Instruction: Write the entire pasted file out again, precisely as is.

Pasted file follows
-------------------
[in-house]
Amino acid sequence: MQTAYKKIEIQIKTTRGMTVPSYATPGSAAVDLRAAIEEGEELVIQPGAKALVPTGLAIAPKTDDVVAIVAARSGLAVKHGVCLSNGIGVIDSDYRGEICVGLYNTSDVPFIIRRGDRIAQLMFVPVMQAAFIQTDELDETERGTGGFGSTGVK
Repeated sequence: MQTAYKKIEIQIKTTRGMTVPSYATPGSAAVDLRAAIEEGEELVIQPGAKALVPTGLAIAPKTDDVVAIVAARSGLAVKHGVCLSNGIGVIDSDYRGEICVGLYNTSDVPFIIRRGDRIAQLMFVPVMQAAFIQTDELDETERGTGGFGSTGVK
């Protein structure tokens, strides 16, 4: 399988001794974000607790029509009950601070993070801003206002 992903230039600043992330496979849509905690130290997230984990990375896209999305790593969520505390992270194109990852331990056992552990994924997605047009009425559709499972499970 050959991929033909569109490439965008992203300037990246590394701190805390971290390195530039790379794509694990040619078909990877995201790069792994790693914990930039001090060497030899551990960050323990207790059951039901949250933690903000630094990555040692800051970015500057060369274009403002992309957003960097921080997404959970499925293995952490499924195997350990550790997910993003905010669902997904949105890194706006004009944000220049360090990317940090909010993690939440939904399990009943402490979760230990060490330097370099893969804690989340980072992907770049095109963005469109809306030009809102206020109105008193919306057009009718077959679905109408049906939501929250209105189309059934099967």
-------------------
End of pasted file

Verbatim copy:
[in-house]
Amino acid sequence: MQTAYKKIEIQIKTTRGMTVPSYATPGSAAVDLRAAIEEGEELVIQPGAKALVPTGLAIAPKTDDVVAIVAARSGLAVKHGVCLSNGIGVIDSDYRGEICVGLYNTSDVPFIIRRGDRIAQLMFVPVMQAAFIQTDELDETERGTGGFGSTGVK
Repeated sequence: MQTAYKKIEIQIKTTRGMTVPSYATPGSAAVDLRAAIEEGEELVIQPGAKALVPTGLAIAPKTDDVVAIVAARSGLAVKHGVCLSNGIGVIDSDYRGEICVGLYNTSDVPFIIRRGDRIAQLMFVPVMQAAFIQTDELDETERGTGGFGSTGVK
């Protein structure tokens, strides 16, 4: 399988001794974000607790029509009950601070993070801003206002 992903230039600043992330496979849509905690130290997230984990990375896209999305790593969520505390992270194109990852331990056992552990994924997605047009009425559709499972499970 050959991929033909569109490439965008992203300037990246590394701190805390971290390195530039790379794509694990040619078909990877995201790069792994790693914990930039001090060497030899551990960050323990207790059951039901949250933690903000630094990555040692800051970015500057060369274009403002992309957003960097921080997404959970499925293995952490499924195997350990550790997910993003905010669902997904949105890194706006004009944000220049360090990317940090909010993690939440939904399990009943402490979760230990060490330097370099893969804690989340980072992907770049095109963005469109809306030009809102206020109105008193919306057009009718077959679905109408049906939501929250209105189309059934099967």